With its brown-and-white cows grazing on a grassy hillside high in the Appalachian Mountains, Meadow Creek Dairy is not like most other American cheesemakers: its products are made from unpasteurized, or "raw" milk.
The small family business in the eastern United States is a rarity in the nation's dairy market, dominated by industrial cheesemakers exclusively using pasteurized milk.
In their blue overalls and caps, Helen Feete and Ana Arguello work before huge vats, each containing hundreds of gallons of milk.
Feete, who founded the dairy with her husband in the 1990s, told AFP that when they started out "there weren't any models for us to follow" -- few small dairy farms were trying to make cheese from raw milk.
Methods viewed as traditional in Europe -- even the source of regional pride -- are seen as nearly taboo on the other side of the Atlantic.
The essential difference is that pasteurized milk has to be heated -- to 63 degrees centigrade (150 Fahrenheit) for 30 minutes, or 72 degrees centigrade (162 Fahrenheit) for 15 seconds.
That kills the microflora in the milk, which has a major impact on flavor -- and not for the better, say partisans of the raw-milk approach.
There is "a complexity of flavor and a uniqueness of flavor... that is only possible when the milk is unpasteurized," said Liz Thorpe, an American author of books on cheese.
- 60 days' aging -
Detractors of unpasteurized cheeses, on the other hand, say there is a higher risk of bacteria and microbes in raw milk, which can cause potentially lethal diseases such as salmonella and listeriosis.
The US Food and Drug Administration (FDA) requires the "mandatory pasteurization for all milk and milk products in final package form intended for direct human consumption."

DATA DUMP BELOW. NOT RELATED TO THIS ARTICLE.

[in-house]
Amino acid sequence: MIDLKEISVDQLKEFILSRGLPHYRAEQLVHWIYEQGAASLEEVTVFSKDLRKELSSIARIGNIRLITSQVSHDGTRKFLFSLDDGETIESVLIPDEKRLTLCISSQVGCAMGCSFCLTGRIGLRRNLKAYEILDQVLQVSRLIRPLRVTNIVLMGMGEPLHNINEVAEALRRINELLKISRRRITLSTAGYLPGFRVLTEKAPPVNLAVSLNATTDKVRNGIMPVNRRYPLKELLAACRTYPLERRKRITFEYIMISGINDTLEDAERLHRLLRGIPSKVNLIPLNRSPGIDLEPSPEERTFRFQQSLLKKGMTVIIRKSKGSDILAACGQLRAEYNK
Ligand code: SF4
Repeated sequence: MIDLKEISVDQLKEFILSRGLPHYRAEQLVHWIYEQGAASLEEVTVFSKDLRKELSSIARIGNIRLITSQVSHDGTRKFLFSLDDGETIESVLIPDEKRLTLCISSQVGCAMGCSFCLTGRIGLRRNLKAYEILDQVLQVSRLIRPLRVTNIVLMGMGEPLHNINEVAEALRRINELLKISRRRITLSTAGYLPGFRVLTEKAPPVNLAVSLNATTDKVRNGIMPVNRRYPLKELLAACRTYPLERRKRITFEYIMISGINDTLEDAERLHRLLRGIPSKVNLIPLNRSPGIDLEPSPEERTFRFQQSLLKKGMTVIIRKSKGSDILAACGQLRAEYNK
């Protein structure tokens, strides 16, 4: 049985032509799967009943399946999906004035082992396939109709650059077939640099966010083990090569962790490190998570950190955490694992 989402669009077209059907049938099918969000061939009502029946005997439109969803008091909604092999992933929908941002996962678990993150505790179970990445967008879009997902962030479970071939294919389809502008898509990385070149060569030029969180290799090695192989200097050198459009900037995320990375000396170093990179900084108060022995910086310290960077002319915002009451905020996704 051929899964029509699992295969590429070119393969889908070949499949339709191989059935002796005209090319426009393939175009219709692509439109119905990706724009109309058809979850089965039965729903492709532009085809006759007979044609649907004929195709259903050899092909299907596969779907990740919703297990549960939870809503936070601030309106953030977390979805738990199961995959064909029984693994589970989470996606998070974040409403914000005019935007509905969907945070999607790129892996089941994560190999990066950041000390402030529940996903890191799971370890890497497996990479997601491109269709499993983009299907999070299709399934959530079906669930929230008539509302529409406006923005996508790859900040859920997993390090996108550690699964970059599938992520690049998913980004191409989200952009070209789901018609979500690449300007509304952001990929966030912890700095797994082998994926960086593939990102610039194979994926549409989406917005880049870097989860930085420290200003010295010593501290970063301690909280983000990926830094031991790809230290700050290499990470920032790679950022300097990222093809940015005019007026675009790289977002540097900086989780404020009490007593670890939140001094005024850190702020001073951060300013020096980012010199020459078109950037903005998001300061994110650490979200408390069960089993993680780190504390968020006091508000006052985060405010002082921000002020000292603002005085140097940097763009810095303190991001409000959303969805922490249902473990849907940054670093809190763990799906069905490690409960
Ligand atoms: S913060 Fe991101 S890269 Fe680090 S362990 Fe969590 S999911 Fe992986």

But since the 1940s, the agency has allowed the sale of raw-milk cheeses so long as they have been aged at least 60 days at temperatures above 2 centigrade (36 Fahrenheit).
- 'Frustrating' -
"That's not so much a hurdle, it’s something that we have to build our cheeses around," said Kat Feete, who has worked much of her life with her parents and brother at Meadow Creek.
The FDA's 60-day rule is meant to provide time for all dangerous pathogens in raw milk to die off, but it prevents the sale of raw-milk-based soft cheeses that mature quicker than that.
"It can be frustrating that there are certain types of cheeses we can’t do," said Kat Feete. "A lot of people would love to have a raw-milk brie or something small like that."
Most of Meadow Creek's cheese are semi-hard. Produced seasonally -- depending on what the cows eat at different times of year -- they mature in the dairy's cellars, where the temperature and humidity is regulated.
A top seller, a semi-hard cheese called the "Grayson," might be compared to a Reblochon from the Alps, or to a Maroilles from the north of France.
- 'Not correct' -
Meadow Creek Dairy and other raw-milk cheesemakers in the US face another obstacle: many American consumers remain skittish about buying a product they think may be unsafe.
"So many people in the US think that raw-milk cheese patently is illegal, and that's not correct," said Thorpe. "There's a lot of misconceptions."
She said she works hard to inform the public that such cheeses are "perfectly healthy, safe and good," adding that it's important for a consumer to know where a cheese comes from.
In Meadow Creek's early days, "there was a little bit more trouble with educating the market to what we were doing because there was a perception that it was not very safe," Kat Feete said.
But that is beginning to change, she said.
"I think people are really starting to accept that raw-milk cheese is a safe and a good way for a farmstead small cheesemaker to produce cheese."